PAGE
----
Star's friend Christine writes:
I have been thinking and thinking, since I heard the news, and reading
everyone's blogs. I™ve been trying to gather the courage to sit down
and write about my relationship with Star. But how the hell do I condense
almost twenty-three years of knowing Star into something short? And not
depressing? Because I m still in shock and probably will be for some
time and waver between functioning through tears and anger at the
situation. But I will take up the challenge, because if there's one
thing Star taught me, it was not to fear putting myself out there. She was
one of the bravest people I knew, in more ways than one.
I met Star completely through chance. She drew the short straw and had to
show the new girl with the funny accent around in Mrs. Bobby's fourth
grade class. I didn't realize at the time that I had met my best friend.
I can't remember NOT knowing Star, now. I think, until we went to
college in two different cities, that Star and I talked almost every day.
(And we did the first few weeks of school, until that first phone bill.)
Star and I were very much alike, in interests and talents; but Star was
much more of an extroverted, people person than I. Star knew
everybodyâ€”and got along with them! I'm still not entirely sure how or
why she put up with my much less personable personality.
She was there for every major event in my life: from the end of the Texas
exile, through the nerve-wracking planning of a wedding, to the deaths and
illnesses of parents and stepparents. Indeed, she was often the architect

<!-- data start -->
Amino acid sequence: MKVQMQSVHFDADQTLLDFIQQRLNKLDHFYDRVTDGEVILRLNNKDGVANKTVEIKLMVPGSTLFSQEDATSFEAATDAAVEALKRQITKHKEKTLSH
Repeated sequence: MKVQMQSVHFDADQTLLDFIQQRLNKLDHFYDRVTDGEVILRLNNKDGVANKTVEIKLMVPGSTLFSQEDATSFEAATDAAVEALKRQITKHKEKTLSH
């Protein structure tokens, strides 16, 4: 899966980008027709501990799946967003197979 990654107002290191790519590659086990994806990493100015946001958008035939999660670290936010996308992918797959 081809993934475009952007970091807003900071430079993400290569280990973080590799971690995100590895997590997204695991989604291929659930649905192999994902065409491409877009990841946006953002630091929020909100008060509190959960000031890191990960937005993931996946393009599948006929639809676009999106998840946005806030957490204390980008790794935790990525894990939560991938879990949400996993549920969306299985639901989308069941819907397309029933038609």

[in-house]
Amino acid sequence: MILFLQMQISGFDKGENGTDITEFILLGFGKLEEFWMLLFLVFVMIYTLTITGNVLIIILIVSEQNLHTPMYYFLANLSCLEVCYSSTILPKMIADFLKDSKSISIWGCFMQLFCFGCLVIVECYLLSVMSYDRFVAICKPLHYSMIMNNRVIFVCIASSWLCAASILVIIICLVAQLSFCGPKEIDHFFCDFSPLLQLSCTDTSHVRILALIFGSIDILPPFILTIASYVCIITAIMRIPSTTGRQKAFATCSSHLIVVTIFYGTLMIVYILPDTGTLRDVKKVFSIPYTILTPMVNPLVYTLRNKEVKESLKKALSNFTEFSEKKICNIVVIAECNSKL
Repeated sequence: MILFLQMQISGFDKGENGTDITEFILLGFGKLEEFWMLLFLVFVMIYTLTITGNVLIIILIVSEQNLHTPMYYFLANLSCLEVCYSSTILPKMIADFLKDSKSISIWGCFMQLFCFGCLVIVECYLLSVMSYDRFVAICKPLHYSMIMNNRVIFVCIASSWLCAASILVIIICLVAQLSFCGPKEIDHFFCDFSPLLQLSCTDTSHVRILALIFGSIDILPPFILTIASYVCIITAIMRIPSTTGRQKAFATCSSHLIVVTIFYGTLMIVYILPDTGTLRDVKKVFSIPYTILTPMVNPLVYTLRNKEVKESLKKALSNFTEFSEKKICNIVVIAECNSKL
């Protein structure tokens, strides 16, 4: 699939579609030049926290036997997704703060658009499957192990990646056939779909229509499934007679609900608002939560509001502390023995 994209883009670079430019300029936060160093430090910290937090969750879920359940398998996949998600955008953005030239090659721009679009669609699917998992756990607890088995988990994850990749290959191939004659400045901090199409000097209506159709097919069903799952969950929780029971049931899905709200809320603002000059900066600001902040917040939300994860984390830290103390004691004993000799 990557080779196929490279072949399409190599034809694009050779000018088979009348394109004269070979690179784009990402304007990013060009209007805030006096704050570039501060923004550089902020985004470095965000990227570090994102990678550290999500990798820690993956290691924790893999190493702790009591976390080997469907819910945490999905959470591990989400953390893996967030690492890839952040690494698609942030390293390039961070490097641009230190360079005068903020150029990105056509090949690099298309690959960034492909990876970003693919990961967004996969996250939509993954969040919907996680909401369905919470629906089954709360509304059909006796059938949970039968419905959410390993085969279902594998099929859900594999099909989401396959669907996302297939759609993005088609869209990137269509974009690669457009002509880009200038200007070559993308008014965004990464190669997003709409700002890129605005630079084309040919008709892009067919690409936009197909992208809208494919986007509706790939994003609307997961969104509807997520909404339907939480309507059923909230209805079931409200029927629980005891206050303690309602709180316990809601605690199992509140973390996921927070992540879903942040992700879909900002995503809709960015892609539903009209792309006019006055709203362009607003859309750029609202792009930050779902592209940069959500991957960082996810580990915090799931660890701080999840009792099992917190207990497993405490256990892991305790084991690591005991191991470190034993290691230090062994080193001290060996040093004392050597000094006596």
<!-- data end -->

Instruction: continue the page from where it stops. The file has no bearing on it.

of many of the minor events, even if she didn't realize it. We both got
drafted to write for the grade school yearbook .(our first taste of
publishing and a public reading audience). She's the reason my first real
concert was the Monkees. She got me into my one and only organized
sport (bowling) and early on Saturday mornings, no less. Blame her for
my teenage metal fixation and pages of bad glam girl-band lyrics we wrote
(Rock on, Vudu Dahl!). Her fault I thought I could sing in public (even as
part of a large group of equally untuneful voices)! Miles apart, we both
ended up with the same college major/minor and graduated equally
unemployable. She even introduced me to my husband, way back when in high
school, and put up with all the years of angst until we actually got
married. People who know me but had never met Star knew who she was,
because whenever I talked about something in my past, her name came up.
Hell, I'd even talk about my friend and what she had talked about on her
It hurts that she won't be in any more of my stories.